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Original Issue

Inside The NBA

Letting Fly
Kobe Bryant is testing his limits--and Shaq's

The Lakers have been loaded with early-season surprises. At
week's end the reigning champs had lost four of their last seven
games, and their 17-9 record ranked fourth in the Western
Conference. More surprising still has been the effect of Kobe
Bryant's emergence as the team's main scoring option, which has
Shaquille O'Neal grumbling about his secondary status. "When you
have the players we have, you should look to get everybody else
involved and try to cut back a bit--that's what I would do,"
O'Neal said after having been outshot 31 to 21 by Bryant in a
109-105 home loss to the Bucks on Dec. 12. It didn't help that
Bryant, suffering from a sprained right pinky, made only eight of
those attempts in one of the worst shooting nights of his
five-year career.

After Sunday's 104-101 overtime win at Toronto, Bryant was
averaging a league-high 29.3 points and making 46.0% of his 23.2
attempts per game, to O'Neal's 25.6 points and 55.5% shooting on
19.5 tries. Last year the MVP-winning O'Neal led the NBA in
scoring average (29.7) and field goal percentage (57.4) and
ranked second in the league in shots (21.1), while Bryant
averaged 22.5 points on 46.8% shooting and 17.9 attempts. Despite
his frustrations, O'Neal has yet to confront Bryant--much less
shove him, as he did during an argument in a pickup game in
January 1999. "This is something the players should know: Throw
it to me," O'Neal said in discussing Bryant. "I'm 60 percent down
there. They should know I'll get doubled, and I can get it right
back to them and give them an easier shot."

Coach Phil Jackson doesn't seem too concerned about Shaq's
diminished role; he blames the defense for the Lakers' sluggish
start. At week's end Los Angeles was tied for 24th in average
points allowed, giving up 97.5 after permitting 92.3 last year,
sixth-lowest in the league. Jackson believes the D will improve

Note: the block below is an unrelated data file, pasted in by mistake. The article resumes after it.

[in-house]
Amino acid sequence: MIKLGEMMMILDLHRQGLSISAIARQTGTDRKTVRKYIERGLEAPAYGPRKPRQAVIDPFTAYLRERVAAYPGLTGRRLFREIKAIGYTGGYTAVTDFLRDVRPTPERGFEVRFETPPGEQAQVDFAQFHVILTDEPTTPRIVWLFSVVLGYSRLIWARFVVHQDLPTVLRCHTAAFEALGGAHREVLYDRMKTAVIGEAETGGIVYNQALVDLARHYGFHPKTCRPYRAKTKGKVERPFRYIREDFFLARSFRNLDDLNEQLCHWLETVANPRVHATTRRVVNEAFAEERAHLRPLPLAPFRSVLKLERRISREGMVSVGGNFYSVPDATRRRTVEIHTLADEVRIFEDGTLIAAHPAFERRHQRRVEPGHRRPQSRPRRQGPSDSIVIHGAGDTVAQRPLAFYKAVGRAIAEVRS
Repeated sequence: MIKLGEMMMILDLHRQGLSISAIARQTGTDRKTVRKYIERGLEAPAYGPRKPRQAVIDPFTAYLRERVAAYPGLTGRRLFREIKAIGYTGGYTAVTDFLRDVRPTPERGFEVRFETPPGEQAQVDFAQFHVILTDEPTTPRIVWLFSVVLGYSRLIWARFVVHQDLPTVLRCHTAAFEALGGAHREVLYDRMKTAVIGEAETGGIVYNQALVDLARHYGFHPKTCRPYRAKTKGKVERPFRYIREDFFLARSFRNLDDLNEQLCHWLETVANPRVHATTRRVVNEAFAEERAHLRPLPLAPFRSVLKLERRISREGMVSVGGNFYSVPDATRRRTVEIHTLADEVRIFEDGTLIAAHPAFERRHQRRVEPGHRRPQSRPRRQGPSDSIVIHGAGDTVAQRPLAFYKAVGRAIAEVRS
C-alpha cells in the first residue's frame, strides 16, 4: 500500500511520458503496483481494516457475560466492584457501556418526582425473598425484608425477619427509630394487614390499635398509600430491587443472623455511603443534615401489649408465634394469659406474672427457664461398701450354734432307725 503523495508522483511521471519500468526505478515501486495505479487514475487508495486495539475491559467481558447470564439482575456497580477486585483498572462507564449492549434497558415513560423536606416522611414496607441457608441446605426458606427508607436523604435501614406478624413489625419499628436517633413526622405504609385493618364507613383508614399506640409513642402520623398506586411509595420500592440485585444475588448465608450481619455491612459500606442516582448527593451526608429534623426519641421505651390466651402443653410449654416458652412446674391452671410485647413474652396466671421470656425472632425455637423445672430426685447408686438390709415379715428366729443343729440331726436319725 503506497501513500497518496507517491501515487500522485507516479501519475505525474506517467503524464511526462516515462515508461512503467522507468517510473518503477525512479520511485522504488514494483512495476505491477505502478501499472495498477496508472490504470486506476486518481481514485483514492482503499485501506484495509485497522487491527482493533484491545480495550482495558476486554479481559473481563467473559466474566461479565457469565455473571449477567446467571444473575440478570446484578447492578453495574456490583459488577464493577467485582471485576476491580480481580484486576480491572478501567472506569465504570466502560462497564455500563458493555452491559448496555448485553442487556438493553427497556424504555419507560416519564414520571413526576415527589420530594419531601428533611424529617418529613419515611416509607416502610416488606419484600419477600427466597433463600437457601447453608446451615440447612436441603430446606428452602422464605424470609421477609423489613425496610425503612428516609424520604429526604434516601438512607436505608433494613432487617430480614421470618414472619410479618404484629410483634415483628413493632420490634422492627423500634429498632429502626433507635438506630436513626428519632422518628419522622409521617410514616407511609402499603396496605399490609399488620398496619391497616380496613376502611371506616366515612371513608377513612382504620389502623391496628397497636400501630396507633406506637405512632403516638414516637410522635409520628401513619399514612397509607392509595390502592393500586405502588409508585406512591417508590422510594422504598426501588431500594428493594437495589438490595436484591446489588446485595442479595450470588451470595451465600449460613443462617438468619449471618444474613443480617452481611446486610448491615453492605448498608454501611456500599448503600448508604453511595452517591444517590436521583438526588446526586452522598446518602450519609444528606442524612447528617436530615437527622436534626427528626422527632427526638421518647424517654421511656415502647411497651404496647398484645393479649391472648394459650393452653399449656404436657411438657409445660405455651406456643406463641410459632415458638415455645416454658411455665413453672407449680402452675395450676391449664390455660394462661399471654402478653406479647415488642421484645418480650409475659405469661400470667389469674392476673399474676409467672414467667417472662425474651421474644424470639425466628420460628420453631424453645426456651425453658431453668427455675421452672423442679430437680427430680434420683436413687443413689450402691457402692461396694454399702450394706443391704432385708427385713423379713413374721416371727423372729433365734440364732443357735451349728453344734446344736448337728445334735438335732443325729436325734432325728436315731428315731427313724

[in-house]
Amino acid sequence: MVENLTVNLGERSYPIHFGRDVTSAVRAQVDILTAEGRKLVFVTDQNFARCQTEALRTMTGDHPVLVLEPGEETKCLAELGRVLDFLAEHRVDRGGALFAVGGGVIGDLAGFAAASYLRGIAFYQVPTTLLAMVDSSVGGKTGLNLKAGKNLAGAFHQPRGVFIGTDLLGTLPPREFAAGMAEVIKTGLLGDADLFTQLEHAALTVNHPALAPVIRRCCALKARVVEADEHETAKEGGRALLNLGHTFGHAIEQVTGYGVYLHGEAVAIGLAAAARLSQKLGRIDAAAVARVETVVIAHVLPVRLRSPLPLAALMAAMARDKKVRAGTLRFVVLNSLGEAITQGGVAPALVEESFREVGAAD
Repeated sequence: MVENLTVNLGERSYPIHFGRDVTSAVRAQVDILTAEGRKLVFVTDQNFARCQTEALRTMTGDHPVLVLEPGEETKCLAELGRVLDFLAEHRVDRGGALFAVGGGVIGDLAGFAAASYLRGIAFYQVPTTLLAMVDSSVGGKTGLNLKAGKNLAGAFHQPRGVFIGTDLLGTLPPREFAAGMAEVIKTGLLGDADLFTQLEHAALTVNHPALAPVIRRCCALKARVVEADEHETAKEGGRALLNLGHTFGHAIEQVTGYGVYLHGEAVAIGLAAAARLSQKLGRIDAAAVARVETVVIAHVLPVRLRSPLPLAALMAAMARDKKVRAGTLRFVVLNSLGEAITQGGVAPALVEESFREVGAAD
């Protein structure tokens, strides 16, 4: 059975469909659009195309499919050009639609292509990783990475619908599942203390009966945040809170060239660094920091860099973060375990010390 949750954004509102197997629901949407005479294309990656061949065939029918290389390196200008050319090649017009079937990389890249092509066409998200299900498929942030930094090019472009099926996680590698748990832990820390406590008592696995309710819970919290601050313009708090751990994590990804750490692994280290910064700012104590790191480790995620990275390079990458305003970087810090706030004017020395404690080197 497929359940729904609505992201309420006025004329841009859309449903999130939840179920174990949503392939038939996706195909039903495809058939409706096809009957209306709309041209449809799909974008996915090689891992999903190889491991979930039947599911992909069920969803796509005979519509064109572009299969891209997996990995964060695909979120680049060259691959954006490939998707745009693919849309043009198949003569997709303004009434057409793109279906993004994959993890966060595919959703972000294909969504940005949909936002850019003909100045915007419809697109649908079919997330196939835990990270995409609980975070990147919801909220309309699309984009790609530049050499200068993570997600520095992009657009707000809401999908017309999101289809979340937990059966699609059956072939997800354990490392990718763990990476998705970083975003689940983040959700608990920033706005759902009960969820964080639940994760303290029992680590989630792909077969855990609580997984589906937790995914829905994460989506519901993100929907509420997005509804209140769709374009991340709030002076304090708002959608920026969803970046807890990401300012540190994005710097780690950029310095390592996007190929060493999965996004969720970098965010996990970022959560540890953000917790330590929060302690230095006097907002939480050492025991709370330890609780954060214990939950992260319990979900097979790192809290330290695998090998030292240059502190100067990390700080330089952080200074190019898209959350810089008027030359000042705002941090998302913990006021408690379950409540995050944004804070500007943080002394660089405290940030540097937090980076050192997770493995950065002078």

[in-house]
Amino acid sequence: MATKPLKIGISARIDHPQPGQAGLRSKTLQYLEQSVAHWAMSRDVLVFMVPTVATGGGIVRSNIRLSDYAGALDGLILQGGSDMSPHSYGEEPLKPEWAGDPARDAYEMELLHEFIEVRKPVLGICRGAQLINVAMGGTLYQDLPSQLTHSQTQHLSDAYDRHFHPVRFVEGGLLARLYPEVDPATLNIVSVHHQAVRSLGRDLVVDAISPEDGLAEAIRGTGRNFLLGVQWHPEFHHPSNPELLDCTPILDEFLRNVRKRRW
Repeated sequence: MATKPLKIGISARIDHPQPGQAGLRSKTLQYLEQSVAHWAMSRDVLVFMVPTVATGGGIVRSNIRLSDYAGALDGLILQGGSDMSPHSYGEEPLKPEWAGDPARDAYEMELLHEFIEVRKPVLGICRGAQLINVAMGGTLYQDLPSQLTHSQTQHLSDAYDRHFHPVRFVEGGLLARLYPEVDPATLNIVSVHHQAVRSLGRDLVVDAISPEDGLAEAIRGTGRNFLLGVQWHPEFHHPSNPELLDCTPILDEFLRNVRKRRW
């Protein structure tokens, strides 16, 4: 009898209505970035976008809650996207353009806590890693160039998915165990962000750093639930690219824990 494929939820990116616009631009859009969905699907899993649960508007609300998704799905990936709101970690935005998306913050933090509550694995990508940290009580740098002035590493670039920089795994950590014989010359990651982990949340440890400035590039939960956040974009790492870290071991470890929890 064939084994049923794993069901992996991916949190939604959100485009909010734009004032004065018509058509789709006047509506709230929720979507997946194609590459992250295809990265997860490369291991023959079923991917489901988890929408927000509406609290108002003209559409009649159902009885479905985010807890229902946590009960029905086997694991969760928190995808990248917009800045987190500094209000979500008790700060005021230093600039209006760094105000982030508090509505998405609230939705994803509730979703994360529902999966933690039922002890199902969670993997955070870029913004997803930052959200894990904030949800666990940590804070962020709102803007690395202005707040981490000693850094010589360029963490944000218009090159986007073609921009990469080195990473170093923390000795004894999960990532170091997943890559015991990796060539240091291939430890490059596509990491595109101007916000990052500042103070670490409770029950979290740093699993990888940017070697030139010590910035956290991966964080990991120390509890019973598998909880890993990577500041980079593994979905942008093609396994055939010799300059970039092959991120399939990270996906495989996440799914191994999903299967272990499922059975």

as O'Neal fully recovers from a sprained left ankle and a sore
left Achilles tendon.

Those ailments, along with the off-season trade of Glen Rice,
have led to Bryant's firing away more often. "A lot of people
thought I would come in playing the same as last year, but that's
not me," says Bryant. "Look, I can go on either of two paths. I
can listen to what everybody is saying and play it simple, basic,
and score 20 with seven assists. Or I can stay aggressive and
push it to the limit."

Bryant feels he is held to a higher standard than Vince Carter,
Allen Iverson and other young stars. It's a fair point: When
Bryant has the occasional bad game, you can almost hear the
chorus of experts crying, Same old Kobe, trying to do it all by
himself. "It really used to frustrate me," Bryant says. "For me
to get the recognition other players get, I have to do double
what they do. I think it started back when I decided to skip
college. A lot of experienced people told me I'd made a mistake.
By playing well, I'm pretty much telling them they didn't know
what they're talking about."

But Bryant's most consistent critic has been Jackson. Kobe and
Shaq together have outscored the rest of the team this season,
and Jackson wants better distribution from Bryant, who has taken
on added ball handling duties while point guard Derek Fisher
recovers from a broken right foot. Jackson has chided Bryant for
not helping Isaiah Rider adapt to the triangle offense; instead
of becoming a reliable third option, Rider was averaging only 7.8
points in 19.2 minutes through Sunday. "I'm not going to babysit
him," Bryant says. "If it's getting more people involved,
creating opportunities for people, I'll take responsibility for
that. As far as blaming me for a person's output, that's a little
too much."

Jackson has recently complimented Bryant for mostly playing
within the offense. "He's a 22-year-old kid," says Jackson, who
during the Milwaukee loss was imploring Bryant to slow down and
to pass instead of dribble. "Sometimes with Kobe, it's not 'we,'
it's 'me.' And in that regard you've got to [tell him] what's
really important. Well, the team is really what's important."

Other contenders are happy to see Shaq cast in a more limited
role. "I have no problem saying Kobe is one of the five best
players in the league," says 76ers coach Larry Brown, "but [in
Shaq] we're talking about the most dominant kid in a long time."
However, the Lakers are taking the right approach in letting
Bryant explore his talents, even if it costs them a
regular-season loss or two. General manager Mitch Kupchak points
out that L.A.'s five championship teams in the 1980s had three
different leading scorers--Kareem Abdul-Jabbar (1979-80, '81-82
and '84-85), Magic Johnson ('86-87) and Byron Scott ('87-88).
"Nobody remembers that now," Kupchak says. "All anyone remembers
is that those teams won."

Can the Lakers repeat with O'Neal as the second option? "We shall
see," Shaq says. "One thing I know: If you want the big dog to
guard the big yard, you've got to give the big dog something to
do. You've got to give him toys. You've got to feed him. You
can't have him sit and do nothing."

Chicago's Tim Floyd
Coaching Toward Oblivion

When he was coaching at Iowa State three seasons ago, Tim Floyd
would have welcomed comparisons to Clair Bee, the Hall of Fame
coach who led LIU to NIT championships in 1939 and '41 and whose
.826 winning percentage is the highest in NCAA history. Following